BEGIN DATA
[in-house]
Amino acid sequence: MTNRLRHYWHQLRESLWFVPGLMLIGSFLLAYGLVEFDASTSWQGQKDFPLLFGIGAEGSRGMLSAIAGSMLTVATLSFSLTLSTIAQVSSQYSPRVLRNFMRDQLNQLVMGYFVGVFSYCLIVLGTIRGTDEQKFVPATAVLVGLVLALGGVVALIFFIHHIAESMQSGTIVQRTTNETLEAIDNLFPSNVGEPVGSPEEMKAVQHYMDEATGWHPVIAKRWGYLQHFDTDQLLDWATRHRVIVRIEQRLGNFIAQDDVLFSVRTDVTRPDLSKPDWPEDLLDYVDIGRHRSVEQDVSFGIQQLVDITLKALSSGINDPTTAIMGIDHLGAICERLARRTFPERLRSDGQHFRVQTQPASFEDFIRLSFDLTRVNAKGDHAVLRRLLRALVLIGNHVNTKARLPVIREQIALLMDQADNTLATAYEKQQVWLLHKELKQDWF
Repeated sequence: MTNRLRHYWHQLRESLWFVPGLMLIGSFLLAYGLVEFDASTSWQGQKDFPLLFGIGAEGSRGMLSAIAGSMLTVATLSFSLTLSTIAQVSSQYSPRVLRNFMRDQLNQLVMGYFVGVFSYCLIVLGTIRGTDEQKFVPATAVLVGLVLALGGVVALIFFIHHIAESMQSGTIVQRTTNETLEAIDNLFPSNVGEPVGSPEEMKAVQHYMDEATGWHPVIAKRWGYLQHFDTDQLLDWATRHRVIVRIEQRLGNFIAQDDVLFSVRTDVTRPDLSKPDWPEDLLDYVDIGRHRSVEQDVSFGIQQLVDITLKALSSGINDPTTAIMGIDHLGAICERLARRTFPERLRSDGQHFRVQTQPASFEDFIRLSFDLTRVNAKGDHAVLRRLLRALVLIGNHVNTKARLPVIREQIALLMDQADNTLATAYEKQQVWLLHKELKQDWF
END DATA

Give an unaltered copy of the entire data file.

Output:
[in-house]
Amino acid sequence: MTNRLRHYWHQLRESLWFVPGLMLIGSFLLAYGLVEFDASTSWQGQKDFPLLFGIGAEGSRGMLSAIAGSMLTVATLSFSLTLSTIAQVSSQYSPRVLRNFMRDQLNQLVMGYFVGVFSYCLIVLGTIRGTDEQKFVPATAVLVGLVLALGGVVALIFFIHHIAESMQSGTIVQRTTNETLEAIDNLFPSNVGEPVGSPEEMKAVQHYMDEATGWHPVIAKRWGYLQHFDTDQLLDWATRHRVIVRIEQRLGNFIAQDDVLFSVRTDVTRPDLSKPDWPEDLLDYVDIGRHRSVEQDVSFGIQQLVDITLKALSSGINDPTTAIMGIDHLGAICERLARRTFPERLRSDGQHFRVQTQPASFEDFIRLSFDLTRVNAKGDHAVLRRLLRALVLIGNHVNTKARLPVIREQIALLMDQADNTLATAYEKQQVWLLHKELKQDWF
Repeated sequence: MTNRLRHYWHQLRESLWFVPGLMLIGSFLLAYGLVEFDASTSWQGQKDFPLLFGIGAEGSRGMLSAIAGSMLTVATLSFSLTLSTIAQVSSQYSPRVLRNFMRDQLNQLVMGYFVGVFSYCLIVLGTIRGTDEQKFVPATAVLVGLVLALGGVVALIFFIHHIAESMQSGTIVQRTTNETLEAIDNLFPSNVGEPVGSPEEMKAVQHYMDEATGWHPVIAKRWGYLQHFDTDQLLDWATRHRVIVRIEQRLGNFIAQDDVLFSVRTDVTRPDLSKPDWPEDLLDYVDIGRHRSVEQDVSFGIQQLVDITLKALSSGINDPTTAIMGIDHLGAICERLARRTFPERLRSDGQHFRVQTQPASFEDFIRLSFDLTRVNAKGDHAVLRRLLRALVLIGNHVNTKARLPVIREQIALLMDQADNTLATAYEKQQVWLLHKELKQDWF